Saturday morning we went to the Portland Saturday Market to watch people and let our boys explore the big wild world of downtown and crunchy leaves. I felt the weight of Friday's Fiasco confrontation but was working hard to instead dwell on the current moments of memories being created. I wanted to be present and not allow someone else's thoughts of me have power over me. Why is that so hard?
It's easy for me to dwell on things...to over analyze and attempt to see how I could have fixed the past. I withhold the grace from myself that I so desperately want the world to encounter. I hold this ridiculous standard for myself that I wouldn't dare to hold for anyone else...and today in counseling I asked Carrie (after the lights flickered and I said, "they're here" and we bonded over Stranger Things), "Why do I think I'm so special that I set this standard for myself? Why do I think I am I so different that I cannot allow myself honest mistakes and the grace I'm so quick to offer others?"
These are the things I'm processing right now, working and praying through.
Sunday we were supposed to go down to my dad's for our annual pumpkin carving + chili and baked potato bar with all my siblings, grandparents, and aunt and uncle. Ira threw up all morning so we didn't make it to our family gathering which was a bummer, because I think we missed the spring gathering of planting flowers due to Sage's scarlet fever.
I took Sage to church while daddy and Ira stayed home. Church was so good to my soul, worshiping with the gospel choir and meeting Jesus face to face, laying down all my hurts and mistakes. I love to close my eyes during worship and imagine I am sitting or bowing at His feet.
I want so deeply to walk in the Truth of Jesus as my identity. As my worth. As my reputation and dignity. He is my dignity.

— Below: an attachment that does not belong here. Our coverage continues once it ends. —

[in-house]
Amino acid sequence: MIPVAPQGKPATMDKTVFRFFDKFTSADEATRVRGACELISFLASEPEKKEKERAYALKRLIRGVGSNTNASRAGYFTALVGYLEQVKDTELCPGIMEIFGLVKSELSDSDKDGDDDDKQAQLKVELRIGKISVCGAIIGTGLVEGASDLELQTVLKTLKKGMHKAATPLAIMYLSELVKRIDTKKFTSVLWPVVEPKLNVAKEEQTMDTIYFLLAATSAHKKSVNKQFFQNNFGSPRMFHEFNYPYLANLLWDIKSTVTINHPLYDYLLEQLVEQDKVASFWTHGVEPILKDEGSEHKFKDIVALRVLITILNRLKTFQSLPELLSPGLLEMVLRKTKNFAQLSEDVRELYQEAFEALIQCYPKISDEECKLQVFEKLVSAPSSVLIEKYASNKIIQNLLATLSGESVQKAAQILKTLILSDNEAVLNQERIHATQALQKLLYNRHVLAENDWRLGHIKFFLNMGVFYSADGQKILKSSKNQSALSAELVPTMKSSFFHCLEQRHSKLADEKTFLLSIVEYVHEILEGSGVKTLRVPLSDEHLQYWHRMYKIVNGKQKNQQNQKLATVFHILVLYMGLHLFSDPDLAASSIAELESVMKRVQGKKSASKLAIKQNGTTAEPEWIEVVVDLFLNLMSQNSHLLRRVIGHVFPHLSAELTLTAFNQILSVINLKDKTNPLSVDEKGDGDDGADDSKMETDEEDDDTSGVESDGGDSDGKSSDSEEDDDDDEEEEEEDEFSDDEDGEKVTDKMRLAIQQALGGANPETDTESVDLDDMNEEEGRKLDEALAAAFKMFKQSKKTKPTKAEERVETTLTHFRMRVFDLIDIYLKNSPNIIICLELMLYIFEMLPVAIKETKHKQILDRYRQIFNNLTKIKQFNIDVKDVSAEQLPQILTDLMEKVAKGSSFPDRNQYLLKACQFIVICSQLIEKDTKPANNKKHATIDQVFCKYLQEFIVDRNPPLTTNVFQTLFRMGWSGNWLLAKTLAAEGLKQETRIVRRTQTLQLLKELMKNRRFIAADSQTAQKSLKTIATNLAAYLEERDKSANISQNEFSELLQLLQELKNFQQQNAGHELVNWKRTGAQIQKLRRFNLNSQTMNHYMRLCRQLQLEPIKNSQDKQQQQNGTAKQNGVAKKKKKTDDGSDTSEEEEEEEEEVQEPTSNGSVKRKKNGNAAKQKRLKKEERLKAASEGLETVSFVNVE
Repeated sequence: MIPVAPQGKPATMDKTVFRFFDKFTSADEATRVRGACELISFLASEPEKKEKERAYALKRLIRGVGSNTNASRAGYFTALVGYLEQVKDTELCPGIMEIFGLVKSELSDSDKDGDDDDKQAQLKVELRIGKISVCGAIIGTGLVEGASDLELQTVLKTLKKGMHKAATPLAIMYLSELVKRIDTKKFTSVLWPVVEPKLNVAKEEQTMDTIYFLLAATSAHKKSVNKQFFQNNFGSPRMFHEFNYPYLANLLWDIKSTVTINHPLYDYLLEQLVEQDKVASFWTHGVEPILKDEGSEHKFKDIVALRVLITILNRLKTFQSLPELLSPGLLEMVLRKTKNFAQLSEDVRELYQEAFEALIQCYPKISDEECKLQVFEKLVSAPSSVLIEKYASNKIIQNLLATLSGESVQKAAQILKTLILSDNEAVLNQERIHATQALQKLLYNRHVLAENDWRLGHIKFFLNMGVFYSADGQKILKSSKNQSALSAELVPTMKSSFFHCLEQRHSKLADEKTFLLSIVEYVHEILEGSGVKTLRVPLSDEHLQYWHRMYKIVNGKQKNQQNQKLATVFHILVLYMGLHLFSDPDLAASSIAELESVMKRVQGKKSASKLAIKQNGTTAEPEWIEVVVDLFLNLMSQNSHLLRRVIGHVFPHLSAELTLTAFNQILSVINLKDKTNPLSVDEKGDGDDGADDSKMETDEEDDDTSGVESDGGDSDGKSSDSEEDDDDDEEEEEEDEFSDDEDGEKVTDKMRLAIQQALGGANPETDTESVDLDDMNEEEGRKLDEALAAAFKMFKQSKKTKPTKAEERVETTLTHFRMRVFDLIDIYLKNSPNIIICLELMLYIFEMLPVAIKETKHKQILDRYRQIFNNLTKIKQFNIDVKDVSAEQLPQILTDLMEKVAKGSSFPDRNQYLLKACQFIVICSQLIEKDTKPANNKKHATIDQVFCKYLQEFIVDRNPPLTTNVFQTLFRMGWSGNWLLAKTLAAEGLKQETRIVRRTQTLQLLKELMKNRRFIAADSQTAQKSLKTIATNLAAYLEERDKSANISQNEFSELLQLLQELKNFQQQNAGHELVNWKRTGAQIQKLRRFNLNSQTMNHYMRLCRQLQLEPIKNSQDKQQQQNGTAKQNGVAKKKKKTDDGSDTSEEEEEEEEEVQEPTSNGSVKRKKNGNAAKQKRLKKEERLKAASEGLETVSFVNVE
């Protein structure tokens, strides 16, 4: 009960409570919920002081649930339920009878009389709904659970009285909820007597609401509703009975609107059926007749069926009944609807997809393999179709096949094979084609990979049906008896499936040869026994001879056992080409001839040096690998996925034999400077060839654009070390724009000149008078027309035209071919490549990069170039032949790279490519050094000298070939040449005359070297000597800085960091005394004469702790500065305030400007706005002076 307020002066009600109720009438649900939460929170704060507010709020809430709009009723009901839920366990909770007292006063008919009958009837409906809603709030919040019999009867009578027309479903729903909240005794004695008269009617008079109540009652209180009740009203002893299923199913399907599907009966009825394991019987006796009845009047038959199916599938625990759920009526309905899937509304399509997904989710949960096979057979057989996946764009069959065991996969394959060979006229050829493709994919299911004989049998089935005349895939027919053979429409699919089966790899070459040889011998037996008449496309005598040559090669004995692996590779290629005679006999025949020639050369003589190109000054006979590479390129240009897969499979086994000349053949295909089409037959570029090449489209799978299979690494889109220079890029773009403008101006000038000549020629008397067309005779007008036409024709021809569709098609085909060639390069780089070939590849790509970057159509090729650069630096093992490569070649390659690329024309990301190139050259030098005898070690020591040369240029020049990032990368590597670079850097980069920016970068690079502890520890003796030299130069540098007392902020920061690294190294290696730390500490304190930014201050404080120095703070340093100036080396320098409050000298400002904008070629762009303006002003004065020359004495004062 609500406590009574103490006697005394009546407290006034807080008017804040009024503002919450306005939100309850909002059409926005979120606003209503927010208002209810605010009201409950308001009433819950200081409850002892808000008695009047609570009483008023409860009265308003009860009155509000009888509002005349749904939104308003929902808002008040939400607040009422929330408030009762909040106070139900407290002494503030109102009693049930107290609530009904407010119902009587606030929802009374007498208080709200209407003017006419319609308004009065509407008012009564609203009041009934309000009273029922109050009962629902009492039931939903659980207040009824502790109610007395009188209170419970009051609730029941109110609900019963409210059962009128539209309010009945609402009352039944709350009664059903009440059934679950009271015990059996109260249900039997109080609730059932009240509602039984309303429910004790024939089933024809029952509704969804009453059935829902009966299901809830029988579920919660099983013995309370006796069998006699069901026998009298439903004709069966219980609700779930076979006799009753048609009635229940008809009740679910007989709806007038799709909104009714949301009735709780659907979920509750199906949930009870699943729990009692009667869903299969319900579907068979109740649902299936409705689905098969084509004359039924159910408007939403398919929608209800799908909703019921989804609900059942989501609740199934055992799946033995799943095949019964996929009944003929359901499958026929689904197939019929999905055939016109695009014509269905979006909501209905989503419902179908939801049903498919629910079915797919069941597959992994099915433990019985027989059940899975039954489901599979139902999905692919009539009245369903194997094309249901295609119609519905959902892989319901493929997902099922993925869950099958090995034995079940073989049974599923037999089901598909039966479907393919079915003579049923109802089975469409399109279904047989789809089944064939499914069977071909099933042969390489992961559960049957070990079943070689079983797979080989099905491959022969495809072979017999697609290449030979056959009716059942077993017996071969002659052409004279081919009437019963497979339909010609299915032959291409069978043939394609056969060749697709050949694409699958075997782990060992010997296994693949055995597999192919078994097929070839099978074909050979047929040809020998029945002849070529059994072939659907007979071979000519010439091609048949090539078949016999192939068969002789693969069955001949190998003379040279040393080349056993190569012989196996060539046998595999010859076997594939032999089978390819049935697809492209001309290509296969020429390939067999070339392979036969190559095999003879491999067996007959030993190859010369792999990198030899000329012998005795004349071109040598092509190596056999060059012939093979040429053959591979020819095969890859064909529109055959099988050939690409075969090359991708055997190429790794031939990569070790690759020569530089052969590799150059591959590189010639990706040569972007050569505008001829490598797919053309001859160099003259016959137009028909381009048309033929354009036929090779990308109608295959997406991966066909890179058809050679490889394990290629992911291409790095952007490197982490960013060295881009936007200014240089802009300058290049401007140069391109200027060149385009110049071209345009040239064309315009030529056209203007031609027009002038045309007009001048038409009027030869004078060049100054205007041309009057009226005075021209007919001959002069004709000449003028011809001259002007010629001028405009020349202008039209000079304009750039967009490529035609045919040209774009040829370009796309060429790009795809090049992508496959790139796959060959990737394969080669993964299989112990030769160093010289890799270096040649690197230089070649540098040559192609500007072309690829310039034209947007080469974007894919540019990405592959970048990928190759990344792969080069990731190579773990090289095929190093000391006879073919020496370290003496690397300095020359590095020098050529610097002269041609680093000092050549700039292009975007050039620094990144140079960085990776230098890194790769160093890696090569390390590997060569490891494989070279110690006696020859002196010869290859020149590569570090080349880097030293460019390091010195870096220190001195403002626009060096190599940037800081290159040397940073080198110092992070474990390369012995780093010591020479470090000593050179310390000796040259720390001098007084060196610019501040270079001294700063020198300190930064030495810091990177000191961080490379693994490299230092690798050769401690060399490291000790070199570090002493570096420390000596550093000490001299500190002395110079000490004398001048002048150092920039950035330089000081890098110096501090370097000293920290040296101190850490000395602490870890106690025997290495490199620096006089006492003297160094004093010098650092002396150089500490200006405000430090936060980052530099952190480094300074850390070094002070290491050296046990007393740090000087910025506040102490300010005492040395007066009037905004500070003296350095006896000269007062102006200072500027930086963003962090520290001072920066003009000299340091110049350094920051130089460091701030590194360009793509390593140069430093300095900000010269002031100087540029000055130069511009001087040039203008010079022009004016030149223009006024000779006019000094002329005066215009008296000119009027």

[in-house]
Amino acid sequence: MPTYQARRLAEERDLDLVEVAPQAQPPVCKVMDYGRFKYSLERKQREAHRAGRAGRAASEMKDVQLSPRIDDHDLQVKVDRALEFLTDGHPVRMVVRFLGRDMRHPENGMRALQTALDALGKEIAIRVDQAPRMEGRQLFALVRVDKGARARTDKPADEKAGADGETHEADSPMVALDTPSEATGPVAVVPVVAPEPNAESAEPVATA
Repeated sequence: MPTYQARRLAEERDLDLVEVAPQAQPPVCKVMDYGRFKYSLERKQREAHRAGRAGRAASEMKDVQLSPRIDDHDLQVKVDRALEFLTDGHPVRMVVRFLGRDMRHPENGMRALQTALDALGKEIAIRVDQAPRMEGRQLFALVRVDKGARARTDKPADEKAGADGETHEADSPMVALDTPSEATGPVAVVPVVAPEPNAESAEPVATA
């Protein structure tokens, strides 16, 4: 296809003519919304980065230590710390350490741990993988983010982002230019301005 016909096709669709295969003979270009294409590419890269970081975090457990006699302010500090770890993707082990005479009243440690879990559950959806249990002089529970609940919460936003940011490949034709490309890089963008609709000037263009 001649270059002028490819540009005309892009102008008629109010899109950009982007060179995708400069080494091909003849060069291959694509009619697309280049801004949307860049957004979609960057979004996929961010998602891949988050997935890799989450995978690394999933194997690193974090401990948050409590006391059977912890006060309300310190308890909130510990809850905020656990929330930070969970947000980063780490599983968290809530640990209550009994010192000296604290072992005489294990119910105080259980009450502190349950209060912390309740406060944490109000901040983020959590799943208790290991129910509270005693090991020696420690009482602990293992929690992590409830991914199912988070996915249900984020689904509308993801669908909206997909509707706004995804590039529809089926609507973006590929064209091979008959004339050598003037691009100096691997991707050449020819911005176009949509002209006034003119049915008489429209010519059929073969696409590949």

I want to handle myself well in the face of my mistakes and through confrontations.
I don't want to dwell on things I cannot control or change, but I do want to be honest and own where I could have done better, then pick myself back up and keep moving.
Until we own our mistakes and note where we could do better next time, I don't know how much we can really evolve into more of His heart. And if I am not growing more into His likeness, why would I even want to be follow Him?
This weekend was full of heavy tears, long phone calls, delicious food, and precious memories with my boys. After posting this and this, I was so humbled to have so many people reach out and let me know they were praying for me. Community, both in person and virtually, is something necessary and something important.
I continually find it is always through the tears and the pain I find the most growth. It's always through the transition from vibrant days to in-my-face confrontation that I evolve and relearn what it means to be humble. I never want to lash out and hurt others, as a defensive reaction. I never want to choose my comfort and protection of my heart over truly seeing a human for who they are and what they're crying out about.
I always want to choose radical submission to Jesus, even if it hurts.
It sometimes hurts because it's raw and demands I look at my failures. Even if my failures were not intentional.
In choosing Him, I get to be reminded that Jesus really is truly enough for me. If I lose my reputation, if I lose our money, if I lose dear relationships, if I lose anything...He will still be enough. He is enough.
Lastly, my friend Seth was telling me he's been chewing on this piece of scripture today. It is so much my heart through this Friday Fiasco I've found myself in. God is able to save me, fix the situation, and protect me/our family/my jobs/etc through it...but even if He doesn't...I will still trust Him.
"If we are thrown into the blazing furnace, the God whom we serve is able to save us. He will rescue us from your power, Your Majesty. 18 But even if he doesn’t, we want to make it clear to you, Your Majesty, that we will never serve your gods or worship the gold statue you have set up." Daniel 3:17-18